The future of PHP

Jurriën Stutterheim posted an interesting article on the future of PHP recently (“PHP… what to say?”). In it he argues that PHP shouldn’t try to maintain complete backwards compatibility in the next release, saying,

“PHP 6 will make or break PHP as a language. For PHP to make it, it needs a clear vision of what it wants to be. Trying to maintain compatibility with ancient and mostly poorly written scripts can’t be part of this vision.”

The language can’t advance, he says, if it’s chained to outdated yet popular open-source projects.

But here’s the problem. If you’re intent on being the lingua franca of the Web, backwards compatibility is critical. It’s part of that compatibility-stability-security triumvirate that users love.

You see this conflict elsewhere in the tech industry. Microsoft’s greatest strength and biggest weakness is backwards compatibility. Users love it because decade-old programs still run in Windows. If you’re, say, a medical transcription company that uses an application written in the late ’90s, your company is going to stay with Windows indefinitely, because no external factor forces you to update that application. And Microsoft isn’t going to do anything to jeopardize that.

This is the same wall that PHP is headed toward. I view it as a wall. Others might not; it’s certainly not a bad place to be at the moment. On the plus side, it means PHP developers have more opportunities afforded to them because of the popularity of the language. The downside is that they can look left and right and see niche languages innovating in compelling ways. The more “cosmopolitan” PHP programmers inevitably develop language envy and move on, but these are exactly the kind of developers PHP should fight to retain.

It doesn’t have to be this way. PHP could flourish as a smaller language. This is the tack that Apple has taken, and it seems to work well for the company and its users. Apple is one of the most innovative companies in the entire tech industry owing in no small part to this strategy.

For my part, I’d like to see first-class functions and closures included in the language. An object-oriented API ($file->read(1024)) alongside the procedural functions (fread($resource, 1024)) would also be welcome.

But none of that will happen, because PHP is a language in decline. Not a decline in usage—it will only continue to expand its reach—but in the addition of innovative features from other languages. There will be no need to evolve; most of the agitators for change will have moved on.

There is one hope for PHP, however: Zend Framework. I think if it can gain a foothold among developers, some of these trends can be reversed. Hopefully (for PHP) everyone hasn’t moved on to Ruby by then.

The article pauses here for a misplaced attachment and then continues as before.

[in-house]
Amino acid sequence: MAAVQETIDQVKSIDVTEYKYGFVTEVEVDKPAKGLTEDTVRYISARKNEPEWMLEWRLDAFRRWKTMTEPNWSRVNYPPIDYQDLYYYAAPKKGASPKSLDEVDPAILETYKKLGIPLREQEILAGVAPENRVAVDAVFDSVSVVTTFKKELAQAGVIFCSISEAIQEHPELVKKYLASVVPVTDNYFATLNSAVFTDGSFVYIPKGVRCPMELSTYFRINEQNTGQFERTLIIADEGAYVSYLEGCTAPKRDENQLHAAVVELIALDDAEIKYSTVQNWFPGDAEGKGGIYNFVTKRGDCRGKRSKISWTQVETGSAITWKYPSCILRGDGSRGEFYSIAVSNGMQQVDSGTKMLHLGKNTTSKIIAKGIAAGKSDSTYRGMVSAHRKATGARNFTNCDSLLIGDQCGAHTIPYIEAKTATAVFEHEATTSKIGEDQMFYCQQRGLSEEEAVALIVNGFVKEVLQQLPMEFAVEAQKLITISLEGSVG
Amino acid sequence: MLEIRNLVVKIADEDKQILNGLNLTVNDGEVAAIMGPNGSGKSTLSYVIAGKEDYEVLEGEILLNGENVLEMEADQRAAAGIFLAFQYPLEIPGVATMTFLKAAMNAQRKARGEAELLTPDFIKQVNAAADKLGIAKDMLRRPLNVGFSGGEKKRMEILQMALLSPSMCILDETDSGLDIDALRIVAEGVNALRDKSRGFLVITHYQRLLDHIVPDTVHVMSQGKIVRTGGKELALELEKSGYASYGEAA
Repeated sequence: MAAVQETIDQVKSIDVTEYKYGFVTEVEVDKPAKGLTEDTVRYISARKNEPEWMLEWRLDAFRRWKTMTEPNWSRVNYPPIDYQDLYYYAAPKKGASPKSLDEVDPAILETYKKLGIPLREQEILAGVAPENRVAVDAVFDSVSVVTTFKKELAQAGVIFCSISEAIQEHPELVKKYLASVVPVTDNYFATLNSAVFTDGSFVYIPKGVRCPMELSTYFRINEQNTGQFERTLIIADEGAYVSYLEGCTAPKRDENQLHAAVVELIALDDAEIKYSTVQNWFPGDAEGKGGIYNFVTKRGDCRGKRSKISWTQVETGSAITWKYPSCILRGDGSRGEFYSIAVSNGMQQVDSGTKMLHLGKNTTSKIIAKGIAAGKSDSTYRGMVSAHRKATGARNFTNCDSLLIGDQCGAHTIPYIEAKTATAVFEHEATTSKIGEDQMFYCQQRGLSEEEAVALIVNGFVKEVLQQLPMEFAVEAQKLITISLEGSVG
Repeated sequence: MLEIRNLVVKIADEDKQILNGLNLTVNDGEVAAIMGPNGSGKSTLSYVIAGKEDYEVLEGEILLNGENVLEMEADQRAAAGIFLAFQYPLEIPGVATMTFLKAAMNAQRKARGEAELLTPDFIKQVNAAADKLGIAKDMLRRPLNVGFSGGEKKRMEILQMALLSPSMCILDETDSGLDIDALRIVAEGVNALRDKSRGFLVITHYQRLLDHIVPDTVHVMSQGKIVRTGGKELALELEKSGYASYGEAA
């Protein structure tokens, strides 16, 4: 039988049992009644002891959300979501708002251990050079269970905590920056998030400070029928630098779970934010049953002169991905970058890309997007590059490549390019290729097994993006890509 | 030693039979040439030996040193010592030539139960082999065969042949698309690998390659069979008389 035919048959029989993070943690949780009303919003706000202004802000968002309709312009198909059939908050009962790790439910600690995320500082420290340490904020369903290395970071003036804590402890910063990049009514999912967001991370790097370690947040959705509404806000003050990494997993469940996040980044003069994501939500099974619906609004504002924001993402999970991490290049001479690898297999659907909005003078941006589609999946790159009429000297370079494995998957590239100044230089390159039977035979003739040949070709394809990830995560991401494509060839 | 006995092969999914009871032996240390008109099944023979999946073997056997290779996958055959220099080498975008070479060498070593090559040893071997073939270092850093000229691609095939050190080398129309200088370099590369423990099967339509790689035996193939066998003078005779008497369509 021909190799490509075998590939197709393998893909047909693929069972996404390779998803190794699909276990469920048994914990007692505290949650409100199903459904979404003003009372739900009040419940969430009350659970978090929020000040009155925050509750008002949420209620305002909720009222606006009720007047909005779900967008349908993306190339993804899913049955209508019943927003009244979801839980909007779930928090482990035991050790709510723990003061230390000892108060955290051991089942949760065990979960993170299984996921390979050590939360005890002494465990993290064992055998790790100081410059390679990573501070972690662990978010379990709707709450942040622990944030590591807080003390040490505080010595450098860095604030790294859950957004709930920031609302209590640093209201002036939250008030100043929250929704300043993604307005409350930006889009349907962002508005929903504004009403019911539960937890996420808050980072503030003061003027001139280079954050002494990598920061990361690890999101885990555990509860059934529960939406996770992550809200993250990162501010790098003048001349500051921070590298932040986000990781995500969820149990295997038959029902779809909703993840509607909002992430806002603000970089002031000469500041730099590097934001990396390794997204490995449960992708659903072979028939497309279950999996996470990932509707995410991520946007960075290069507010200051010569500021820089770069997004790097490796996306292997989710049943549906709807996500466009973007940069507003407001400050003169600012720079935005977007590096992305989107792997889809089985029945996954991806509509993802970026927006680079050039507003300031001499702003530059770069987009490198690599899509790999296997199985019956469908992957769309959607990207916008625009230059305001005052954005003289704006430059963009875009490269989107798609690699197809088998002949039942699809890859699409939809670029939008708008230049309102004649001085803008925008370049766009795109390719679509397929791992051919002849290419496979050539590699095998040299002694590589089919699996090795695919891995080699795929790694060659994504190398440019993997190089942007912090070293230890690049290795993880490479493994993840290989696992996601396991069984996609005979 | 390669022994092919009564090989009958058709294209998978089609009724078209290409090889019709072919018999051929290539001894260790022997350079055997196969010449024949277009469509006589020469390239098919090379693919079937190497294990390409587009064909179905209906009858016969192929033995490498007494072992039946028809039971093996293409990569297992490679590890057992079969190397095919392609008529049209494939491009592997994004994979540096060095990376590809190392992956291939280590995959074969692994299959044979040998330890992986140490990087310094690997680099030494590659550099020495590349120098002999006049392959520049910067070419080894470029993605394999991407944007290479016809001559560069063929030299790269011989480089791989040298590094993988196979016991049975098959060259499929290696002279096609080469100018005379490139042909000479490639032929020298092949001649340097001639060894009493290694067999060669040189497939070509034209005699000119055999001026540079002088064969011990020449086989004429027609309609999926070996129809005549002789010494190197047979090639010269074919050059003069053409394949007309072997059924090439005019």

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  1. It really sounds to me what needs to happen is a complete end of life fork to happen. The “old” PHP will continue to live on as PHP5, receive basic security updates, etc. And then the “fork” will be born at PHP6. Allow the old, antiquated open-source projects to live on with PHP5 which is complete enough for those projects and then require anyone that wants to move on and use a more fashionable language with the features you would like to see and more to migrate to PHP6. With this fork, you can remove a lot of the junk, standardize method names, etc.

  2. PHP5 already had some minor BC issues… at least I’ve heard some hosting people etc. say they won’t update to 5 because their client’s apps would break and so on…

    Personally I don’t see any problems whichever way PHP is gonna go. It’s still going to be the same nice language. Of course, there are other languages with more niceties etc. but PHP still has its simple charm =)

    And there’s always pooQuery if you like OOP interfaces ;)

  3. Hi Matt,

    Interesting analysis, although I don’t entirely agree with you. IMO you decide the future of PHP, if you stop supporting it or stop contributing to the project, then yes, other will look for alternative solutions. PHP is very competitive when it comes to Web development, not only because it has a great object model, but also one of the most powerful frameworks ever created. So, for me PHP is not trying to catch up, it’s waiting for others to catch up, and that might be because of its popularity. Don’t forget that the PHP community reacts very fast to changes and new challenges, ZF is a great example of this, so expect to see much more in the coming years. Contributions, applications, libraries, quality code and even blog posts are more than welcome. It’s up to us to make it happen.

  4. > An object-oriented API ($file->read(1024)) alongside the procedural
    > functions (fread($resource, 1024)) would also be welcome.

  5. That was an example, Nico. :-)

  6. Since php runs on allmost any server out there, the move to another language will take a while…
    however some wishes i had for the next version are:
    true thread-safety
    strong typing
    cleanup of unused function

    best regards


  7. Application programming is different from web programming. Applications have a longer life time so the systems that run them have to be backwards compatible for a longer time, PHP can afford to be a bit less BC.

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